I wanted to talk about comic book diversity because I find diversity very interesting and something that we should all be striving towards as best we can in this broken, twisted up system we have to work with.
There's a certain samey-sameyness to video games that has been well documented at this point. Recently Ubisoft got into a shitload of trouble when they had the audacity to say that females were too hard to render. Now, I read one tweet from an animator that said that it does take extra work to create a separate model for females as they are built different, would move somewhat differently, and you know? Fine. Okay. But if developers can spend millions of dollars making sure the environments, water, fires, winds, and stubble on some dude's asshole looks realistic...why can't they toss that little bit of extra work toward females as well?
I don't want to talk about video games, though. I want to focus in on comics, which have had their own series of struggles besides the lack of diveristy (see: escher girls and the hawkeye initiative).
When you think of superheroes, the first several that come to mind are dudes. White dudes usually. Almost certainly straight. And sure, you can come up with a few women off of the top of your head, but one could easily follow those female names with, "Okay, and how many have their own consistent solo title?" The answer would be: not many.
Which is why Marvel is particularly interesting. They've been killing it lately with the diversity. They announced that the Thor that we all know has lost the ability to wield his hammer, and a new Thor--a woman--will take over. There are of course interesting things to consider: "Thor" is the name of the character...so...it is considered a title now? Like "Darth" in Star Wars? Because we've been told that make no mistake she is Thor.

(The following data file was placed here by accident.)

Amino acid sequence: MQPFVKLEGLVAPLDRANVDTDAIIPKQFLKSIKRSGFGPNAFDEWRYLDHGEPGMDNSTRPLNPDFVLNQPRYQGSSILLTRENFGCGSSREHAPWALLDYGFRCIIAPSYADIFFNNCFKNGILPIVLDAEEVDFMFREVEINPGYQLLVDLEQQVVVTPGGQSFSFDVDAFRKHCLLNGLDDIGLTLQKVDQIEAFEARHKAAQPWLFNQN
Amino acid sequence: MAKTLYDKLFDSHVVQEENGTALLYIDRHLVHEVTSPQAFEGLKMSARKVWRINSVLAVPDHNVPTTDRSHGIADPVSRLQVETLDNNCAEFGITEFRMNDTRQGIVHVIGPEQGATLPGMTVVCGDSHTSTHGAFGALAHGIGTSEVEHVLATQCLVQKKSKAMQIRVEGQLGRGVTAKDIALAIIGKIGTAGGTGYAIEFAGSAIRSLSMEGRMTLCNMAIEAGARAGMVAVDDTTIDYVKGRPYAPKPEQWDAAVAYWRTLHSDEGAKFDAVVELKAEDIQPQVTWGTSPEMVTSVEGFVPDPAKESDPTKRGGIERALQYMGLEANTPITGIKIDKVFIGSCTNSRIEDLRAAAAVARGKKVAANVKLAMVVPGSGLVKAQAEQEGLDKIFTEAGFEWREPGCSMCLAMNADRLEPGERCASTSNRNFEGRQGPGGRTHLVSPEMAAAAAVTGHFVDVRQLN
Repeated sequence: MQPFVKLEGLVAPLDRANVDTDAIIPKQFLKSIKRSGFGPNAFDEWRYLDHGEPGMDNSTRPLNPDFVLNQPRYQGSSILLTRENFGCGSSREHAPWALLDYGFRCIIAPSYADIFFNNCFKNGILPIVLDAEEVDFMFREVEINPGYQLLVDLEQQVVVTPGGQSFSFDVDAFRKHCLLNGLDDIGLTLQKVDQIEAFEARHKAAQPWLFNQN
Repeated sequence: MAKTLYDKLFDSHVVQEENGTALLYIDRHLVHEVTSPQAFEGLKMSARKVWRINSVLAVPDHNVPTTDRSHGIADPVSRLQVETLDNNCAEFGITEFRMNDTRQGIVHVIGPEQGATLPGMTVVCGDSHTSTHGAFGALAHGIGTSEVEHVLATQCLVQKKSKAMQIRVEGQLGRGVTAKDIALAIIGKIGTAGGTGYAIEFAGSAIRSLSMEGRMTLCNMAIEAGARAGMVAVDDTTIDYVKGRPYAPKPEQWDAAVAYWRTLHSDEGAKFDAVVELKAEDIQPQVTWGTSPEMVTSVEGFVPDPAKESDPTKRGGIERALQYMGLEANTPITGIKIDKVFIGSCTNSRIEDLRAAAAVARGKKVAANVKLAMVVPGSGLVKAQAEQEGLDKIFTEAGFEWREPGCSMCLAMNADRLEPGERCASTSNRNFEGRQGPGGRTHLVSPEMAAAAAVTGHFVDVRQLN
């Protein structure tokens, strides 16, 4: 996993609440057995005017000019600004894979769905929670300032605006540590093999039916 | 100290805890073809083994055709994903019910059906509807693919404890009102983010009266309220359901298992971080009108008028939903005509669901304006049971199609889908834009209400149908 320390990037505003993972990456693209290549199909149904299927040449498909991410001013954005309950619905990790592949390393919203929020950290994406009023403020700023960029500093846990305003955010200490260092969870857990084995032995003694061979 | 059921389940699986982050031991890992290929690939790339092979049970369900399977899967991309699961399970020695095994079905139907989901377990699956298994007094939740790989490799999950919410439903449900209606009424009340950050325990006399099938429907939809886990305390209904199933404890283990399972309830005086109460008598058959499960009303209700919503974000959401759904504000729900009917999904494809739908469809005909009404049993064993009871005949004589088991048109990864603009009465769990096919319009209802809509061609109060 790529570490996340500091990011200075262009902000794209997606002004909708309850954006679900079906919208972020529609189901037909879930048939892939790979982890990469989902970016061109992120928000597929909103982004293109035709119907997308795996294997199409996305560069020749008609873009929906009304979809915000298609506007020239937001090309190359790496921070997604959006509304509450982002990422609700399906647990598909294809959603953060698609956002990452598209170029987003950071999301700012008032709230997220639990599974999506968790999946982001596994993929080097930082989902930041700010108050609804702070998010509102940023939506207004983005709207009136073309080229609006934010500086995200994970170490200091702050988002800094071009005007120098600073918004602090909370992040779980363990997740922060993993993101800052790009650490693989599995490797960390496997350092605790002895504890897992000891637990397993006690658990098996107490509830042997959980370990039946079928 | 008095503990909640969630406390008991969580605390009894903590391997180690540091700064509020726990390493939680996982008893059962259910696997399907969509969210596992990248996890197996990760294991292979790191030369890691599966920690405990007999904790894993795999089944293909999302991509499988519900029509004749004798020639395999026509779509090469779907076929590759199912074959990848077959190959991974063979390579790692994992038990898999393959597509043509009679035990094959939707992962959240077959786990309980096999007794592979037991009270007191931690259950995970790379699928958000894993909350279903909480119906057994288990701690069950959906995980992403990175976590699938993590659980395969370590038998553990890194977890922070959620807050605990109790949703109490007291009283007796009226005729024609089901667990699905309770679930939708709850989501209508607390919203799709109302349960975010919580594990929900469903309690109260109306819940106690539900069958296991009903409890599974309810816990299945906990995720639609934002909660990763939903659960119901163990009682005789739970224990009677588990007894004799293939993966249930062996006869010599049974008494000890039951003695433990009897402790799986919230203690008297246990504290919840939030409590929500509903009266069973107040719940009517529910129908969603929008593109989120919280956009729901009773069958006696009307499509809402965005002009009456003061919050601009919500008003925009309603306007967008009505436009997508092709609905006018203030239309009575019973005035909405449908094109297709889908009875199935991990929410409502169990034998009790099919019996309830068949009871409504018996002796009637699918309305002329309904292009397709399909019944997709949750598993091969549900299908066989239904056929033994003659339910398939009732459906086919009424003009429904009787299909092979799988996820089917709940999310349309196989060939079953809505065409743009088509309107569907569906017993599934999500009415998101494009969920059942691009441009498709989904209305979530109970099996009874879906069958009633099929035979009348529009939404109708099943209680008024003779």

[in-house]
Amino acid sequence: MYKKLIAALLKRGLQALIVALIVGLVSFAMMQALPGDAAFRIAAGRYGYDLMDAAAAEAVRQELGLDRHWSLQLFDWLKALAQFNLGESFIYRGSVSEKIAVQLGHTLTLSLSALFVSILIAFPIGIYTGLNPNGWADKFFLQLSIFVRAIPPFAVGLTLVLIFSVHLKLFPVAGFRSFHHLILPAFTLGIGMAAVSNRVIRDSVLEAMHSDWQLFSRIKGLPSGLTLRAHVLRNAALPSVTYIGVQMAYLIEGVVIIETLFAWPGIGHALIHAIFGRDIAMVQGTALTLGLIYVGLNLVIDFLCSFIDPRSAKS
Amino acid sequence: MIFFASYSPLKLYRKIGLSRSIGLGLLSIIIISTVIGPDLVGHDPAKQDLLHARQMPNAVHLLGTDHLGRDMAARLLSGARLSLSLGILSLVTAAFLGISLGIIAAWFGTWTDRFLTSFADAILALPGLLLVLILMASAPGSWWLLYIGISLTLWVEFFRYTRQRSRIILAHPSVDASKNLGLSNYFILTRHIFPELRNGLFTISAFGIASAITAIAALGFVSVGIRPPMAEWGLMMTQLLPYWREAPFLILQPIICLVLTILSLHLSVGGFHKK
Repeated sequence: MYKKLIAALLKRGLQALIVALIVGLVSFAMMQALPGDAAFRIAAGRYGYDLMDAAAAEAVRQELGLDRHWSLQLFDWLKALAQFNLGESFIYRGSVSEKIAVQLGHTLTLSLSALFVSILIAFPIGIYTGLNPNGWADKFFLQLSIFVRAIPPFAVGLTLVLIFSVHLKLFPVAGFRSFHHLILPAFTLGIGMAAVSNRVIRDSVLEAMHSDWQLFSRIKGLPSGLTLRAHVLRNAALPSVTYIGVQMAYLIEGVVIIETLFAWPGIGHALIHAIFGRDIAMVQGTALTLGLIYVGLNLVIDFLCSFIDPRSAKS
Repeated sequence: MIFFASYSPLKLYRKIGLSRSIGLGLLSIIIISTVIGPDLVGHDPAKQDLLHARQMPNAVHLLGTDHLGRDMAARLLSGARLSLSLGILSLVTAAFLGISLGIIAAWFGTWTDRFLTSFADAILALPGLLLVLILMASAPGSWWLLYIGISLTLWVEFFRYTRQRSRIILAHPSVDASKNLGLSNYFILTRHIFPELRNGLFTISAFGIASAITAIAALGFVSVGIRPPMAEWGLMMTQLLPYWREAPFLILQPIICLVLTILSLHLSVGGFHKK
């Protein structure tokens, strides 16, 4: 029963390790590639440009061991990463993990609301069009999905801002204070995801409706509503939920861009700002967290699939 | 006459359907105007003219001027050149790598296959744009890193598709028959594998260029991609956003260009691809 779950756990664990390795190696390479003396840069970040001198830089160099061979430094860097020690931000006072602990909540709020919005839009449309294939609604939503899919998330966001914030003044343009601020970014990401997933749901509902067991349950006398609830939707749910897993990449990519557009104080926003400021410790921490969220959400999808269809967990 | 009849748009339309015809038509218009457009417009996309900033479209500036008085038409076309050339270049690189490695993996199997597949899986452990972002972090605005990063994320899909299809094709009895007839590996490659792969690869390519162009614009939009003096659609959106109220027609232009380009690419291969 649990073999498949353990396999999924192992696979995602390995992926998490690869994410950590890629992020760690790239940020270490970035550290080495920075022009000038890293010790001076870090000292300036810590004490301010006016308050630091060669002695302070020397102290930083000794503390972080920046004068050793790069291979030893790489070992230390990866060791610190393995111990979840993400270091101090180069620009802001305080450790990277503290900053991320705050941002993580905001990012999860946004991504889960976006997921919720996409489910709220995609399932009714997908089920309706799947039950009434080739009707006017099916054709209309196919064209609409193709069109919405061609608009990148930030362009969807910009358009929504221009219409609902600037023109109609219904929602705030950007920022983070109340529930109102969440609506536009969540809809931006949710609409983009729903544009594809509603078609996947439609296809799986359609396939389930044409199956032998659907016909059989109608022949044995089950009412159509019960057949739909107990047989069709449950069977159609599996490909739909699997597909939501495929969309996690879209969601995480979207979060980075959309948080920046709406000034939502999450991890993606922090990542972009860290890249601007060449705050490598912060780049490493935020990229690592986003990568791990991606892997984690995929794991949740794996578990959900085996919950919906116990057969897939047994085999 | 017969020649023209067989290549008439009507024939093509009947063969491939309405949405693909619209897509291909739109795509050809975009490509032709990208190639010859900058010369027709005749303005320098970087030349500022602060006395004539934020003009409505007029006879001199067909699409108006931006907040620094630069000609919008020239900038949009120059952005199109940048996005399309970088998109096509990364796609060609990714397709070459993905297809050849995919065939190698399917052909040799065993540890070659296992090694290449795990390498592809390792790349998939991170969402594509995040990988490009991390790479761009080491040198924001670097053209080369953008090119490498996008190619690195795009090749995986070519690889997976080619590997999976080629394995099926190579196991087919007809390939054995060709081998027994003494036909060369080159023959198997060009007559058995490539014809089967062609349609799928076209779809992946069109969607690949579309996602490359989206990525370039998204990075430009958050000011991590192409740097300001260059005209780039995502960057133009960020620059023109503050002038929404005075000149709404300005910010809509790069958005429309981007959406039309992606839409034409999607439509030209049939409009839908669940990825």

And we also have a new Captain America: Sam Wilson, aka the Falcon.
People often get their undies in a chaffing, sweaty bunch whenever their superheroes start getting fiddled with. They see a black Captain America and start stammering and screaming "PC Police" at the top of their lungs until they pass out. But for little black boys and girls, seeing a black Captain America is going to mean the world to them. Since most of the heroes that are "cool" and get the most attention are white...this is huge.
Sam isn't the first black person to take over Caps role, and history hints that he won't be permanently Cap, but it is still significant.
Honestly...I wish he would be. I wish that this new Thor were permanent, and they were to actually significantly shake up their roster. Not for token diversity. Not to make some point. But because there are two problems with this approach. Those same people flipping their shit because Sam is now Captain America often suggest that people just make more black super heroes. Which...fair enough. But you know what? Those heroes don't have the built in audience. Those heroes don't have a legacy. People don't buy those heroes like they do Captain America.
As Chuck Wendig says: